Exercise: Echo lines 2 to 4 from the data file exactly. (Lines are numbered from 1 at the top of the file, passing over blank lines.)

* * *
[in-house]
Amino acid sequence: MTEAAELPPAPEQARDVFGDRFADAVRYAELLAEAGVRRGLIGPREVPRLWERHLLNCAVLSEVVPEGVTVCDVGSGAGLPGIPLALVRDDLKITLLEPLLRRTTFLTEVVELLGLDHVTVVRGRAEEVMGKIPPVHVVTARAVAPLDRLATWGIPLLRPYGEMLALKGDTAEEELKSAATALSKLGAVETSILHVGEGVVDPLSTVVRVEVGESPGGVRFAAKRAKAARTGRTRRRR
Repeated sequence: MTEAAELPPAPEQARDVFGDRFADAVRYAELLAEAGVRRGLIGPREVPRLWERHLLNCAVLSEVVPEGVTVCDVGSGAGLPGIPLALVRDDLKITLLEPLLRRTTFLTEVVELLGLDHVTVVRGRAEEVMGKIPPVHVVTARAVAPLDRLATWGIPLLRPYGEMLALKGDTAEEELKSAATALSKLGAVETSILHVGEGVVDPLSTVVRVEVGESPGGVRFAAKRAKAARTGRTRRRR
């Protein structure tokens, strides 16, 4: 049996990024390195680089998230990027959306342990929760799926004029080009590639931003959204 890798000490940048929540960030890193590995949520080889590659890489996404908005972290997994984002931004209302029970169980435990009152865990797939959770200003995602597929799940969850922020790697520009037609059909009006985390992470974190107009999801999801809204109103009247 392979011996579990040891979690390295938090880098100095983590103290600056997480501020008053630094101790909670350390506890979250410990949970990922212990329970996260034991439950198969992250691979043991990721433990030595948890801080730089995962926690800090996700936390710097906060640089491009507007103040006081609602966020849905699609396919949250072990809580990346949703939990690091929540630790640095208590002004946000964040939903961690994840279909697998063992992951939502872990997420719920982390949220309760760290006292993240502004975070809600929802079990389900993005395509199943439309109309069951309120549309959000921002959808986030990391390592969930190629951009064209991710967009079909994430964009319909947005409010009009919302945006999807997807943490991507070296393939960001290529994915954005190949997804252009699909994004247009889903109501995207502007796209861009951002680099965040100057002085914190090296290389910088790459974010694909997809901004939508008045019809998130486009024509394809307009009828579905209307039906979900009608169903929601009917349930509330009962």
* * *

Amino acid sequence: MTEAAELPPAPEQARDVFGDRFADAVRYAELLAEAGVRRGLIGPREVPRLWERHLLNCAVLSEVVPEGVTVCDVGSGAGLPGIPLALVRDDLKITLLEPLLRRTTFLTEVVELLGLDHVTVVRGRAEEVMGKIPPVHVVTARAVAPLDRLATWGIPLLRPYGEMLALKGDTAEEELKSAATALSKLGAVETSILHVGEGVVDPLSTVVRVEVGESPGGVRFAAKRAKAARTGRTRRRR
Repeated sequence: MTEAAELPPAPEQARDVFGDRFADAVRYAELLAEAGVRRGLIGPREVPRLWERHLLNCAVLSEVVPEGVTVCDVGSGAGLPGIPLALVRDDLKITLLEPLLRRTTFLTEVVELLGLDHVTVVRGRAEEVMGKIPPVHVVTARAVAPLDRLATWGIPLLRPYGEMLALKGDTAEEELKSAATALSKLGAVETSILHVGEGVVDPLSTVVRVEVGESPGGVRFAAKRAKAARTGRTRRRR
């Protein structure tokens, strides 16, 4: 049996990024390195680089998230990027959306342990929760799926004029080009590639931003959204 890798000490940048929540960030890193590995949520080889590659890489996404908005972290997994984002931004209302029970169980435990009152865990797939959770200003995602597929799940969850922020790697520009037609059909009006985390992470974190107009999801999801809204109103009247 392979011996579990040891979690390295938090880098100095983590103290600056997480501020008053630094101790909670350390506890979250410990949970990922212990329970996260034991439950198969992250691979043991990721433990030595948890801080730089995962926690800090996700936390710097906060640089491009507007103040006081609602966020849905699609396919949250072990809580990346949703939990690091929540630790640095208590002004946000964040939903961690994840279909697998063992992951939502872990997420719920982390949220309760760290006292993240502004975070809600929802079990389900993005395509199943439309109309069951309120549309959000921002959808986030990391390592969930190629951009064209991710967009079909994430964009319909947005409010009009919302945006999807997807943490991507070296393939960001290529994915954005190949997804252009699909994004247009889903109501995207502007796209861009951002680099965040100057002085914190090296290389910088790459974010694909997809901004939508008045019809998130486009024509394809307009009828579905209307039906979900009608169903929601009917349930509330009962």